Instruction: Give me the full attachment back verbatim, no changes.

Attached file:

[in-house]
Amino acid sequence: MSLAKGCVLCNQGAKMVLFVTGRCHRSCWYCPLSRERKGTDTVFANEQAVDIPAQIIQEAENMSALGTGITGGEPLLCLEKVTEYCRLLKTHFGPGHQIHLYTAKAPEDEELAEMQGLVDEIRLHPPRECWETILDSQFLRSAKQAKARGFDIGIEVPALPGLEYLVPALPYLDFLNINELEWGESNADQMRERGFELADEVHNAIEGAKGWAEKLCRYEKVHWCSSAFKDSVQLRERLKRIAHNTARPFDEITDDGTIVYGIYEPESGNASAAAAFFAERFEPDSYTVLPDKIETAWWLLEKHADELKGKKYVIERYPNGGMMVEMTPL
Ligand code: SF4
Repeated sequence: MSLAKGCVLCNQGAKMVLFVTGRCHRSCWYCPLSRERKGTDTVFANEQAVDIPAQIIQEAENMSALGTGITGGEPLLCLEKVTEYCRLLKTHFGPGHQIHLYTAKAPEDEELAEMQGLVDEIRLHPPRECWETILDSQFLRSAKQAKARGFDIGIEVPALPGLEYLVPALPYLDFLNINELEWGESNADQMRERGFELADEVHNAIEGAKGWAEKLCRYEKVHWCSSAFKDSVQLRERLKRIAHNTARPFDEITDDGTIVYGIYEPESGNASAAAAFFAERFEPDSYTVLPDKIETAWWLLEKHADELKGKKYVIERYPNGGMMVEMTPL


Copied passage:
[in-house]
Amino acid sequence: MSLAKGCVLCNQGAKMVLFVTGRCHRSCWYCPLSRERKGTDTVFANEQAVDIPAQIIQEAENMSALGTGITGGEPLLCLEKVTEYCRLLKTHFGPGHQIHLYTAKAPEDEELAEMQGLVDEIRLHPPRECWETILDSQFLRSAKQAKARGFDIGIEVPALPGLEYLVPALPYLDFLNINELEWGESNADQMRERGFELADEVHNAIEGAKGWAEKLCRYEKVHWCSSAFKDSVQLRERLKRIAHNTARPFDEITDDGTIVYGIYEPESGNASAAAAFFAERFEPDSYTVLPDKIETAWWLLEKHADELKGKKYVIERYPNGGMMVEMTPL
Ligand code: SF4
Repeated sequence: MSLAKGCVLCNQGAKMVLFVTGRCHRSCWYCPLSRERKGTDTVFANEQAVDIPAQIIQEAENMSALGTGITGGEPLLCLEKVTEYCRLLKTHFGPGHQIHLYTAKAPEDEELAEMQGLVDEIRLHPPRECWETILDSQFLRSAKQAKARGFDIGIEVPALPGLEYLVPALPYLDFLNINELEWGESNADQMRERGFELADEVHNAIEGAKGWAEKLCRYEKVHWCSSAFKDSVQLRERLKRIAHNTARPFDEITDDGTIVYGIYEPESGNASAAAAFFAERFEPDSYTVLPDKIETAWWLLEKHADELKGKKYVIERYPNGGMMVEMTPL